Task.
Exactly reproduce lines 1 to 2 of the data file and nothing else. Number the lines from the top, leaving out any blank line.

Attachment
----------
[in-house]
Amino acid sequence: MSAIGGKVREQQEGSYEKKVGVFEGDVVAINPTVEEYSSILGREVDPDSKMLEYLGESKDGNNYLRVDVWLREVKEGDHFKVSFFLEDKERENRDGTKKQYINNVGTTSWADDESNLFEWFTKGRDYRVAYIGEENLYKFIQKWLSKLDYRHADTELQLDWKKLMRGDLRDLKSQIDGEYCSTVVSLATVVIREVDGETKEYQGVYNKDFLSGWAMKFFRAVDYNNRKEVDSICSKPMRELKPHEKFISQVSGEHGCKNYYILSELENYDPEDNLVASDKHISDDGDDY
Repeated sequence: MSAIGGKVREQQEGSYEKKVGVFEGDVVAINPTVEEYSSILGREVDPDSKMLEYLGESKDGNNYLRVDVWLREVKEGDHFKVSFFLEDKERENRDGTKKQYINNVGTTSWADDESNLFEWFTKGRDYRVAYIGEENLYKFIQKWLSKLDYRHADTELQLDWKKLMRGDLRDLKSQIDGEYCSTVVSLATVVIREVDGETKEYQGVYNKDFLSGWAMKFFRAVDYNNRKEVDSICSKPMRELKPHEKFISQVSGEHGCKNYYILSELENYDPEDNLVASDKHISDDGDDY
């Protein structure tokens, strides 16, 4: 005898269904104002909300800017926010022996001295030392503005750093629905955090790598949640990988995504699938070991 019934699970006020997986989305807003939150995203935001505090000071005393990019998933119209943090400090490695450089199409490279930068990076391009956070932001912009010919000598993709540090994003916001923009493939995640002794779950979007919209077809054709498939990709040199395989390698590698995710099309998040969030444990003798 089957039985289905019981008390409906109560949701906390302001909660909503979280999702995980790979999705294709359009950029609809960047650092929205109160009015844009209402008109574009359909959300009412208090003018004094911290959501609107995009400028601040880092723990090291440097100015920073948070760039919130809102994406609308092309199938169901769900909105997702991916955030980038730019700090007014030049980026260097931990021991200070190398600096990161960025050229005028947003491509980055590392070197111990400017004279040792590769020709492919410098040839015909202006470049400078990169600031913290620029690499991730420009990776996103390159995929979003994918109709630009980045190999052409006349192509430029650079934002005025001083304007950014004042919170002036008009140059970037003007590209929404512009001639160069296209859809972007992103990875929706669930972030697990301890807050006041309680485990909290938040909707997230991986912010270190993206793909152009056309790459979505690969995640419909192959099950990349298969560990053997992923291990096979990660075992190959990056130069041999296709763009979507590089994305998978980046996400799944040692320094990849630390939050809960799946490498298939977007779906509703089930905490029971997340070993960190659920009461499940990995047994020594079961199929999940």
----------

[in-house]
Amino acid sequence: MSAIGGKVREQQEGSYEKKVGVFEGDVVAINPTVEEYSSILGREVDPDSKMLEYLGESKDGNNYLRVDVWLREVKEGDHFKVSFFLEDKERENRDGTKKQYINNVGTTSWADDESNLFEWFTKGRDYRVAYIGEENLYKFIQKWLSKLDYRHADTELQLDWKKLMRGDLRDLKSQIDGEYCSTVVSLATVVIREVDGETKEYQGVYNKDFLSGWAMKFFRAVDYNNRKEVDSICSKPMRELKPHEKFISQVSGEHGCKNYYILSELENYDPEDNLVASDKHISDDGDDY